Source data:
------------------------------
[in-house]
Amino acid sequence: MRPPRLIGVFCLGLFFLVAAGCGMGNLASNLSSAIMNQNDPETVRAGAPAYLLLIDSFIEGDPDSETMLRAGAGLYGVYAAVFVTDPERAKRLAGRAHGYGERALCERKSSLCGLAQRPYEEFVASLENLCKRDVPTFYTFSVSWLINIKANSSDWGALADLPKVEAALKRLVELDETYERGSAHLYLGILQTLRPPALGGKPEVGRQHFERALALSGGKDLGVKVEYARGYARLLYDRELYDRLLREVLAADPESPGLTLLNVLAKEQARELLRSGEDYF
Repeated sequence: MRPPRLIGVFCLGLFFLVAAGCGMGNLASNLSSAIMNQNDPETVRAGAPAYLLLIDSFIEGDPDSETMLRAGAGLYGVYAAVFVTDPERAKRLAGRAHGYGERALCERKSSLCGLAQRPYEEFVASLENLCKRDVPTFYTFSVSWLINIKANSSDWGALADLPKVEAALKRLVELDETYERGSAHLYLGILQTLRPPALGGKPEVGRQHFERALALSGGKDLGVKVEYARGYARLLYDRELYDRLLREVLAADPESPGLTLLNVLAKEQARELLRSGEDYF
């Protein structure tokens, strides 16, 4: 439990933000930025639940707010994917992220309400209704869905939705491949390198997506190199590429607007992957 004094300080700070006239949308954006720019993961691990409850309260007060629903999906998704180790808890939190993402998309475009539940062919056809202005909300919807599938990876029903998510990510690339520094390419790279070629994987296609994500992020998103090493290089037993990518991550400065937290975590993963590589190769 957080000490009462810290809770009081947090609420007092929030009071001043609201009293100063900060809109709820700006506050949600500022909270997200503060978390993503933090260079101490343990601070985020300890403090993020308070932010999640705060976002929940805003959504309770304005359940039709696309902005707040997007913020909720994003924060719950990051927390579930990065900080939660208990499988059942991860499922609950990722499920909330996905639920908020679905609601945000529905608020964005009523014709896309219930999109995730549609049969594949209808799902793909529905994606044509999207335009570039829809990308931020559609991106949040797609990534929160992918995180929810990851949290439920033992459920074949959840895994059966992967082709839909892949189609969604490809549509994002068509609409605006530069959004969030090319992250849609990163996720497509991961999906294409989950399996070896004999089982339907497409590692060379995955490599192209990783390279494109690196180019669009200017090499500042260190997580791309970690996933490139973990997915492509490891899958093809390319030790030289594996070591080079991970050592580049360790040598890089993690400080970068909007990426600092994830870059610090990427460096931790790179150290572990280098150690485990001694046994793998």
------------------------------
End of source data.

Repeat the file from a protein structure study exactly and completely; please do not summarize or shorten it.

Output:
[in-house]
Amino acid sequence: MRPPRLIGVFCLGLFFLVAAGCGMGNLASNLSSAIMNQNDPETVRAGAPAYLLLIDSFIEGDPDSETMLRAGAGLYGVYAAVFVTDPERAKRLAGRAHGYGERALCERKSSLCGLAQRPYEEFVASLENLCKRDVPTFYTFSVSWLINIKANSSDWGALADLPKVEAALKRLVELDETYERGSAHLYLGILQTLRPPALGGKPEVGRQHFERALALSGGKDLGVKVEYARGYARLLYDRELYDRLLREVLAADPESPGLTLLNVLAKEQARELLRSGEDYF
Repeated sequence: MRPPRLIGVFCLGLFFLVAAGCGMGNLASNLSSAIMNQNDPETVRAGAPAYLLLIDSFIEGDPDSETMLRAGAGLYGVYAAVFVTDPERAKRLAGRAHGYGERALCERKSSLCGLAQRPYEEFVASLENLCKRDVPTFYTFSVSWLINIKANSSDWGALADLPKVEAALKRLVELDETYERGSAHLYLGILQTLRPPALGGKPEVGRQHFERALALSGGKDLGVKVEYARGYARLLYDRELYDRLLREVLAADPESPGLTLLNVLAKEQARELLRSGEDYF
């Protein structure tokens, strides 16, 4: 439990933000930025639940707010994917992220309400209704869905939705491949390198997506190199590429607007992957 004094300080700070006239949308954006720019993961691990409850309260007060629903999906998704180790808890939190993402998309475009539940062919056809202005909300919807599938990876029903998510990510690339520094390419790279070629994987296609994500992020998103090493290089037993990518991550400065937290975590993963590589190769 957080000490009462810290809770009081947090609420007092929030009071001043609201009293100063900060809109709820700006506050949600500022909270997200503060978390993503933090260079101490343990601070985020300890403090993020308070932010999640705060976002929940805003959504309770304005359940039709696309902005707040997007913020909720994003924060719950990051927390579930990065900080939660208990499988059942991860499922609950990722499920909330996905639920908020679905609601945000529905608020964005009523014709896309219930999109995730549609049969594949209808799902793909529905994606044509999207335009570039829809990308931020559609991106949040797609990534929160992918995180929810990851949290439920033992459920074949959840895994059966992967082709839909892949189609969604490809549509994002068509609409605006530069959004969030090319992250849609990163996720497509991961999906294409989950399996070896004999089982339907497409590692060379995955490599192209990783390279494109690196180019669009200017090499500042260190997580791309970690996933490139973990997915492509490891899958093809390319030790030289594996070591080079991970050592580049360790040598890089993690400080970068909007990426600092994830870059610090990427460096931790790179150290572990280098150690485990001694046994793998």